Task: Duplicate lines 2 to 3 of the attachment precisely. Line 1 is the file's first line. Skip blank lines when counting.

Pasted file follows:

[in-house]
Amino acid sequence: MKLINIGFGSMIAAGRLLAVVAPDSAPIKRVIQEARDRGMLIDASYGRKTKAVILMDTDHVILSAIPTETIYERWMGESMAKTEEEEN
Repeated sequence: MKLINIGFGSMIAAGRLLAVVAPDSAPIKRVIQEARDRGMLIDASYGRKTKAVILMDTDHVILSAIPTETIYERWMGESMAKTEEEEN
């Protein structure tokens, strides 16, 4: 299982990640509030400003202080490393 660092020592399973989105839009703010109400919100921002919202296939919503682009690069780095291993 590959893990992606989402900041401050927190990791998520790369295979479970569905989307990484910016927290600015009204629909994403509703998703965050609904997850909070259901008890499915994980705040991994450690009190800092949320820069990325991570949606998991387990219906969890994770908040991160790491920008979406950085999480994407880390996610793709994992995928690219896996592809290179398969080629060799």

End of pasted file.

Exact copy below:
Amino acid sequence: MKLINIGFGSMIAAGRLLAVVAPDSAPIKRVIQEARDRGMLIDASYGRKTKAVILMDTDHVILSAIPTETIYERWMGESMAKTEEEEN
Repeated sequence: MKLINIGFGSMIAAGRLLAVVAPDSAPIKRVIQEARDRGMLIDASYGRKTKAVILMDTDHVILSAIPTETIYERWMGESMAKTEEEEN